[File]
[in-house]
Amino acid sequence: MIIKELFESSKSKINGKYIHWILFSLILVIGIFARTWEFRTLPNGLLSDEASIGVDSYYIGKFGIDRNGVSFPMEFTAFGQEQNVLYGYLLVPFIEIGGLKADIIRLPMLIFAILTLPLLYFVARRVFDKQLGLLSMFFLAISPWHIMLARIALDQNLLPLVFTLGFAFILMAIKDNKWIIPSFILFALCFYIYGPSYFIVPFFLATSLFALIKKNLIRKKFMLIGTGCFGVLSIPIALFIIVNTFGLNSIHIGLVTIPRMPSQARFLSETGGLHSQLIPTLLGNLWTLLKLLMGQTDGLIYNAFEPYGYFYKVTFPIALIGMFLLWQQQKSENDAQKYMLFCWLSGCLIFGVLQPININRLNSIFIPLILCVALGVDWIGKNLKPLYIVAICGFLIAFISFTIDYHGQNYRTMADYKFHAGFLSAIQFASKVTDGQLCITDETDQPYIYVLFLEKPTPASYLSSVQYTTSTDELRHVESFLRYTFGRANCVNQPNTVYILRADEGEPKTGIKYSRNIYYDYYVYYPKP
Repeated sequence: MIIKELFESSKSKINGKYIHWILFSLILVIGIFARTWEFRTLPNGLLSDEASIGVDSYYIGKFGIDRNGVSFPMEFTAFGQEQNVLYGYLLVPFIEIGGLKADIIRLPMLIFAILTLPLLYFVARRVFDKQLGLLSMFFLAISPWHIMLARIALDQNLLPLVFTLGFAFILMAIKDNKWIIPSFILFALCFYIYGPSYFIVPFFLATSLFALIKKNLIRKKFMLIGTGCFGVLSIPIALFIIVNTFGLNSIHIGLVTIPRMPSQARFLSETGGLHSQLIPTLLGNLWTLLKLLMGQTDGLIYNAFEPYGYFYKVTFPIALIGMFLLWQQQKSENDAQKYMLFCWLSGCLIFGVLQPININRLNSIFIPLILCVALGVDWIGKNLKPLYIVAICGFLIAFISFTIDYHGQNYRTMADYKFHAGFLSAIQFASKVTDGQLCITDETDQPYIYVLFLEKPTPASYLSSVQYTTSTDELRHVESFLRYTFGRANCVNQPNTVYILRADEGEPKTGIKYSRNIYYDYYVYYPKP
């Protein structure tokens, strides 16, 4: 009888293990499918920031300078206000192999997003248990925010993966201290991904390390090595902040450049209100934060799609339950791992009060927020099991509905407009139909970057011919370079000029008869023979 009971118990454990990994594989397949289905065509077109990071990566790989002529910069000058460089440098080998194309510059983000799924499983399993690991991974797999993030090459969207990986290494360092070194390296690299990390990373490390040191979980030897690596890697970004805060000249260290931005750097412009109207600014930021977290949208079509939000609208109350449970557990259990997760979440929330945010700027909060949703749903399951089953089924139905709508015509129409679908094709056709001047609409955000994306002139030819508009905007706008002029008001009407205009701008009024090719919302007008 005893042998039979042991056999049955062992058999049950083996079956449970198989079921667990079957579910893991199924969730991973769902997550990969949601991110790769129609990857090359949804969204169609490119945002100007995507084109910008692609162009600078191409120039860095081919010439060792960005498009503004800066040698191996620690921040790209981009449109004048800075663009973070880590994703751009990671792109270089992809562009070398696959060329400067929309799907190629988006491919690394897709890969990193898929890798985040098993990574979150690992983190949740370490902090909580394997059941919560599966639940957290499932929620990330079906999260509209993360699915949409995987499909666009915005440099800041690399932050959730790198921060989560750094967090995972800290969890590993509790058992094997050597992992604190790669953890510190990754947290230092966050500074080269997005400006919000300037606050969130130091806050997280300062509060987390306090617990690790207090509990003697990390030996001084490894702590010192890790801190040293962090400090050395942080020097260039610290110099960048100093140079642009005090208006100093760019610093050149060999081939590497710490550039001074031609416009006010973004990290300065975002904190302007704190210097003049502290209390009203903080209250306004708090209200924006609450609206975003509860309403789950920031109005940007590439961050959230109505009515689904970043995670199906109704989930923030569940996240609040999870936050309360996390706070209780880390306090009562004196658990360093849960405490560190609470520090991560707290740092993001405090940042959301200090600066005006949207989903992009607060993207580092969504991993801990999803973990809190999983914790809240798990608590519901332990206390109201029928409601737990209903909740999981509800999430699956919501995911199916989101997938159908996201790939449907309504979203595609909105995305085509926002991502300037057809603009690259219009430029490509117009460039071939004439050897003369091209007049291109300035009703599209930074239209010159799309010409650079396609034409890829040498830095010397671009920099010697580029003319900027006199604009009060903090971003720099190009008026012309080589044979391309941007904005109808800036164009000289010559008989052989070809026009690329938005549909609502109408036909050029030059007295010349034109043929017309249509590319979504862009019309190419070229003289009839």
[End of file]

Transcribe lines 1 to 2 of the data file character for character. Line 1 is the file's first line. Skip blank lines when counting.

[in-house]
Amino acid sequence: MIIKELFESSKSKINGKYIHWILFSLILVIGIFARTWEFRTLPNGLLSDEASIGVDSYYIGKFGIDRNGVSFPMEFTAFGQEQNVLYGYLLVPFIEIGGLKADIIRLPMLIFAILTLPLLYFVARRVFDKQLGLLSMFFLAISPWHIMLARIALDQNLLPLVFTLGFAFILMAIKDNKWIIPSFILFALCFYIYGPSYFIVPFFLATSLFALIKKNLIRKKFMLIGTGCFGVLSIPIALFIIVNTFGLNSIHIGLVTIPRMPSQARFLSETGGLHSQLIPTLLGNLWTLLKLLMGQTDGLIYNAFEPYGYFYKVTFPIALIGMFLLWQQQKSENDAQKYMLFCWLSGCLIFGVLQPININRLNSIFIPLILCVALGVDWIGKNLKPLYIVAICGFLIAFISFTIDYHGQNYRTMADYKFHAGFLSAIQFASKVTDGQLCITDETDQPYIYVLFLEKPTPASYLSSVQYTTSTDELRHVESFLRYTFGRANCVNQPNTVYILRADEGEPKTGIKYSRNIYYDYYVYYPKP